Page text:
Feasibility of increasing fiber intake from navy beans or rice br | 20854
Journal of Nutrition & Food Sciences

Journal of Nutrition & Food Sciences
Open Access

ISSN: 2155-9600

Feasibility of increasing fiber intake from navy beans or rice bran: A pilot, randomizedcontrol trial for chronic disease prevention

International Conference and Exhibition on Nutritional Science & Therapy

August 27-29, 2012 DoubleTree by Hilton Philadelphia, USA

Erica Borresen, Kerry Doyle Gundlach, Melissa Wdowik, Regina Brown and Elizabeth P. Ryan

Poster Presentations: J Nutr Food Sci

Abstract :

Emerging evidence supports that increased fiber intake from legumes and cereal grains reduces risk for developing certain chronic diseases. Navy beans and rice bran are specific food examples with evidence of cardiovascular disease and colon cancer fighting activity, and are consumed in low amounts in the United States. Our main objective was to pilot the feasibility of increasing fiber intake with navy beans or rice bran and to achieve intake amounts comparable to animal studies that demonstrated their chronic disease prevention properties. 14 healthy adults participated in a 4-week pilot, randomized-controlled, dietary intervention trial. Participants were blinded to their placebo-control, navy bean powder or rice bran group. Seven meals and six snacks were developed for each study arm and provided one-third of total dietary intake. Three-day dietary food logs were completed weekly to calculate total percent of navy bean or rice bran intake, along with macronutrient distribution and total calories. The navy bean and rice bran groups showed an overall increase in dietary fiber intake compared to control, and the navy bean group had a substantial decrease in total caloric intake. Adding navy bean powder (35 g/day) or rice bran (30 g/day) into prepared foods resulted in 5-10% of total dietary consumption. This pilot study revealed a decrease in total caloric intake and a noteworthy increase in dietary fiber via the addition of navy beans or rice bran. These foods warrant further evaluation and promotion in public health nutrition intervention programs for chronic disease prevention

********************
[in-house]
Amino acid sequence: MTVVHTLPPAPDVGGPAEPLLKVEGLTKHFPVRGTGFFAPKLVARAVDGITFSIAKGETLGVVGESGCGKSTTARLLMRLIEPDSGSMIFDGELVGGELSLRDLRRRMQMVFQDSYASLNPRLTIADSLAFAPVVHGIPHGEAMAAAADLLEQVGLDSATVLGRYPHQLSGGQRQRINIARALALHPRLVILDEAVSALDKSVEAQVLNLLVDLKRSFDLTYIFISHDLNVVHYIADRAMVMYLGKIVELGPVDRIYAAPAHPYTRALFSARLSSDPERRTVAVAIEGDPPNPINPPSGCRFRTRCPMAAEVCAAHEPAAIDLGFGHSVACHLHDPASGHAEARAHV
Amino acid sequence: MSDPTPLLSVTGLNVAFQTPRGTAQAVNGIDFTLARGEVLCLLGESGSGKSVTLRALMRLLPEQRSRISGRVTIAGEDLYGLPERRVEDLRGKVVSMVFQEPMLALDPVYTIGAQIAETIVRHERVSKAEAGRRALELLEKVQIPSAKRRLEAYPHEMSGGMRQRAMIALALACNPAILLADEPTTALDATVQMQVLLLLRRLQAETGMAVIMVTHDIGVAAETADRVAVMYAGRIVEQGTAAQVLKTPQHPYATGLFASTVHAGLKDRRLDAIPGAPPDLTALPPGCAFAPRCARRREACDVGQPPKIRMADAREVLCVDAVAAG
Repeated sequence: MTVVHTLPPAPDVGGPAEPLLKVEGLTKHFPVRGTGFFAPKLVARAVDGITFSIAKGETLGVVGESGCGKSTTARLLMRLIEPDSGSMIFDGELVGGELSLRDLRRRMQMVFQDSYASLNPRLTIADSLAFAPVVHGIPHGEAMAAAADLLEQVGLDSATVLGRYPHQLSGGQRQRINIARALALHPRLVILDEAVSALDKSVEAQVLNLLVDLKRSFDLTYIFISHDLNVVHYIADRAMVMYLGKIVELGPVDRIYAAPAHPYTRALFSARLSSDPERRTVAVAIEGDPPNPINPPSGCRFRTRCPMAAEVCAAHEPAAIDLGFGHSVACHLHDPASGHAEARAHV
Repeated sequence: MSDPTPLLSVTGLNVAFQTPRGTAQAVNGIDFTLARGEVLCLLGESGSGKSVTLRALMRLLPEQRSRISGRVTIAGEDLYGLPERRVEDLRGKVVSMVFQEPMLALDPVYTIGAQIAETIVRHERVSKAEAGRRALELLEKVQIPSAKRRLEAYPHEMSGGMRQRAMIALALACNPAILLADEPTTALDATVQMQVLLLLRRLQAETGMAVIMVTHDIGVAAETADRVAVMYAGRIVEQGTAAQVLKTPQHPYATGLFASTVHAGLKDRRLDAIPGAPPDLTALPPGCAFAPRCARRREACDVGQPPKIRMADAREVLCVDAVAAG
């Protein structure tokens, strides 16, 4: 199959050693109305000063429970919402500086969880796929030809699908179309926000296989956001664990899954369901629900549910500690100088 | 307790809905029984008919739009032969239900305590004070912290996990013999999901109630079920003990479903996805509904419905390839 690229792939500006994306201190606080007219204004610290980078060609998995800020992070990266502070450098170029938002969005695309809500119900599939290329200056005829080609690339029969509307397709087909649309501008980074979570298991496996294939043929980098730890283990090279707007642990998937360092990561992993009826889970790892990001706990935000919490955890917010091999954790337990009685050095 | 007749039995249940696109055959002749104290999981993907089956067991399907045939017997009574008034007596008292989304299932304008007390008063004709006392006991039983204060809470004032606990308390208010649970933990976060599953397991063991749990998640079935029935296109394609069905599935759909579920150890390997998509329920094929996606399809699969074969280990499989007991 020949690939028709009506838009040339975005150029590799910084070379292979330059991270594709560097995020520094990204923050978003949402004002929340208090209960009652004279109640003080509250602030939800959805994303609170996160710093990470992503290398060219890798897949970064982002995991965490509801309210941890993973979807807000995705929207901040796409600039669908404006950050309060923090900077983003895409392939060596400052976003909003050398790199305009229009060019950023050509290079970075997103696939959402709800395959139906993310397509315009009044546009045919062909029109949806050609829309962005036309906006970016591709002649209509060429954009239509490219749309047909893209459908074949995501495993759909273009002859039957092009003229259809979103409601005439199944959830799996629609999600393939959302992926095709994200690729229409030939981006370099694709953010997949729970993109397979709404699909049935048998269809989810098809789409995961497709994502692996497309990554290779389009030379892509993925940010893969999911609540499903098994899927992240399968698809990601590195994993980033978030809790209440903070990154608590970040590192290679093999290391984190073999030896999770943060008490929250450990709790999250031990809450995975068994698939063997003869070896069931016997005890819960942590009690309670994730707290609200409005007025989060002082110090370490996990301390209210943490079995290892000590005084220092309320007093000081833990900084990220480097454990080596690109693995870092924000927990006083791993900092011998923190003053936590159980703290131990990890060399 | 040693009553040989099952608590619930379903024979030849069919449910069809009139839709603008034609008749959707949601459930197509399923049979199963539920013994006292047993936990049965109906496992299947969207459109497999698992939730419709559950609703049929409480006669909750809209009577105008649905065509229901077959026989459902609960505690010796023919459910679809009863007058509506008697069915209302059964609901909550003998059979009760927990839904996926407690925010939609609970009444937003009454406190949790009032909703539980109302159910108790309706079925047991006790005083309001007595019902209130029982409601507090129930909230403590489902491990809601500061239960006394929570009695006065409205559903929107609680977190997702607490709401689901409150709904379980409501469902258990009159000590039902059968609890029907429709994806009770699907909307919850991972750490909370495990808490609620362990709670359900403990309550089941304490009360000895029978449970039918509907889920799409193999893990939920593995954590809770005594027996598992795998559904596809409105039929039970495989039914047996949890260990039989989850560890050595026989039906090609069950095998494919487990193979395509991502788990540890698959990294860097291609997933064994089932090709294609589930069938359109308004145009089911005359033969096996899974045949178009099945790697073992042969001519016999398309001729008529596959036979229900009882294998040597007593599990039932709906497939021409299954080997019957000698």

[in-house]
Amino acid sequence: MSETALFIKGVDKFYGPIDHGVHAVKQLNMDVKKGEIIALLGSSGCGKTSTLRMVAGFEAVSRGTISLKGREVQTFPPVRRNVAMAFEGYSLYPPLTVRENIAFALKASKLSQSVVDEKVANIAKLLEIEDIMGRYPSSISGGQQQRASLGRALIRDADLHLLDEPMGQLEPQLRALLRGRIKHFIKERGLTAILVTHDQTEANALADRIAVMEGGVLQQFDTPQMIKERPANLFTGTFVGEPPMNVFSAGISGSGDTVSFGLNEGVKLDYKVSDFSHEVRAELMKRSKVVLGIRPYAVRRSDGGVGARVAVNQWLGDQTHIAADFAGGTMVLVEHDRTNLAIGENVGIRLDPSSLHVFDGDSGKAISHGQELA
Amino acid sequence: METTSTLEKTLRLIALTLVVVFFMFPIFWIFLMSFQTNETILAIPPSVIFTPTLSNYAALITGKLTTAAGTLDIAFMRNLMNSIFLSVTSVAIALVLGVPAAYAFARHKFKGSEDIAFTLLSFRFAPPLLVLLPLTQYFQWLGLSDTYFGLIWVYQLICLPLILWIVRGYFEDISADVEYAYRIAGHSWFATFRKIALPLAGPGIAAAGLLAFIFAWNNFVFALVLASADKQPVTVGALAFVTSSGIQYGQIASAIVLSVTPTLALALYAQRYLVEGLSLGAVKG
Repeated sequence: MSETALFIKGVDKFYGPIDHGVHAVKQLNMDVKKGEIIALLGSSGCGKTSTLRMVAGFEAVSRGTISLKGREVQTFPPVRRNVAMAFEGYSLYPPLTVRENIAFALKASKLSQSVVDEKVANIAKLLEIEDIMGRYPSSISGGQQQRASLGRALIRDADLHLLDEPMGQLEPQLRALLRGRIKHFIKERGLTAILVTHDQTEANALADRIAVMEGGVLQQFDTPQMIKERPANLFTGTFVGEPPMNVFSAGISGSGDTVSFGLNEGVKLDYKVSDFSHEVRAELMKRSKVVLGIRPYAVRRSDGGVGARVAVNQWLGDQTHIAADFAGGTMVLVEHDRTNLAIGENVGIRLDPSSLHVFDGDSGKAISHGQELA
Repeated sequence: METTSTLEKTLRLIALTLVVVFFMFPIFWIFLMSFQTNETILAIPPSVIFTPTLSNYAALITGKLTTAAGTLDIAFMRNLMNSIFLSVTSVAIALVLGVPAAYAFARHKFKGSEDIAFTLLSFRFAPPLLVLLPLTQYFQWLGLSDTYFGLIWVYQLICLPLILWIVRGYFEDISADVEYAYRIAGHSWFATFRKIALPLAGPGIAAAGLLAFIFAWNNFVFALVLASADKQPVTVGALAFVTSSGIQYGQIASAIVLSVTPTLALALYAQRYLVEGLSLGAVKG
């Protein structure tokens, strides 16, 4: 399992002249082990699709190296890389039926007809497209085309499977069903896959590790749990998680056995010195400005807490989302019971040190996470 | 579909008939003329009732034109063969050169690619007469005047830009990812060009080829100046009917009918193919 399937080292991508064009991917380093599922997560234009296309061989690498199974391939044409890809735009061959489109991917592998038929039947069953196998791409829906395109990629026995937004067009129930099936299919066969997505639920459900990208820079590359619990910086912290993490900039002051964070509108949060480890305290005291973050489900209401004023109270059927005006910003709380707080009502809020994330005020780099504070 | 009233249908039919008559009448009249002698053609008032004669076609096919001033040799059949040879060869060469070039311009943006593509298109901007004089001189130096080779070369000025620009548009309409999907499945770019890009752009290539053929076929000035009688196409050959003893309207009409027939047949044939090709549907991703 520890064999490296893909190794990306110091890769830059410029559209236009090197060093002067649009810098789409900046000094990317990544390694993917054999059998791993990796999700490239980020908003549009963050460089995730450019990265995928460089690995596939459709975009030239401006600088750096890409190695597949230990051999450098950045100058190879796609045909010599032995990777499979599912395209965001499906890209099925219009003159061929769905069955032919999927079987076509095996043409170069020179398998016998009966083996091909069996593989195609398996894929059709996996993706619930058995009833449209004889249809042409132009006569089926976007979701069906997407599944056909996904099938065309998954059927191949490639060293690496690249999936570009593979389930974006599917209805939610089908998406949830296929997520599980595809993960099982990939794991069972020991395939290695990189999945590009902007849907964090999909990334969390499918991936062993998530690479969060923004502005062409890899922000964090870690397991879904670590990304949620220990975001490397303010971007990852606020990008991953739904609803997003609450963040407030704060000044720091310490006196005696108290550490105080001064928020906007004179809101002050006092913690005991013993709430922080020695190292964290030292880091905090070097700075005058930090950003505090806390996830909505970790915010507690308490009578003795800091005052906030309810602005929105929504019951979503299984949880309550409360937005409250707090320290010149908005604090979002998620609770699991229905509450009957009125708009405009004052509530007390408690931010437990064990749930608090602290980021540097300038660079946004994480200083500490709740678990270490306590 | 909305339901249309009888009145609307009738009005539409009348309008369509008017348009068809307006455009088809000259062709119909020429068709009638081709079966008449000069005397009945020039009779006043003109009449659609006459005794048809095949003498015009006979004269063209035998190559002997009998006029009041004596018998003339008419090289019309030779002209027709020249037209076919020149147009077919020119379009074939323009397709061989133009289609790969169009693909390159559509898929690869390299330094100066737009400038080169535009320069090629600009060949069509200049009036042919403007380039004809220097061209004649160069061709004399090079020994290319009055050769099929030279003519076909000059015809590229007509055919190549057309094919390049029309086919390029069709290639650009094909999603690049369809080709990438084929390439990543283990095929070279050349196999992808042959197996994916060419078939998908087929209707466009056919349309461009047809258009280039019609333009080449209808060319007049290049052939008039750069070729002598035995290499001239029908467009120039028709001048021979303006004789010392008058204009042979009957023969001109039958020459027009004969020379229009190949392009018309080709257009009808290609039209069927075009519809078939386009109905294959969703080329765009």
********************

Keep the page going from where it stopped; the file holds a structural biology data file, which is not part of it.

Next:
Biography :

Biography Erica Borresen completed her MPH with a focus in global health and health disparities from the Colorado School of Public Health at Colorado State University in 2012. Her research interests include food access issues, chronic disease prevention and treatment, and community behavioral change models such as the Community Readiness Model. She is the study coordinator of this dietary intervention trial and has been working in exercise and diet interventions for chronic disease prevention and treatment clinical research since 2006.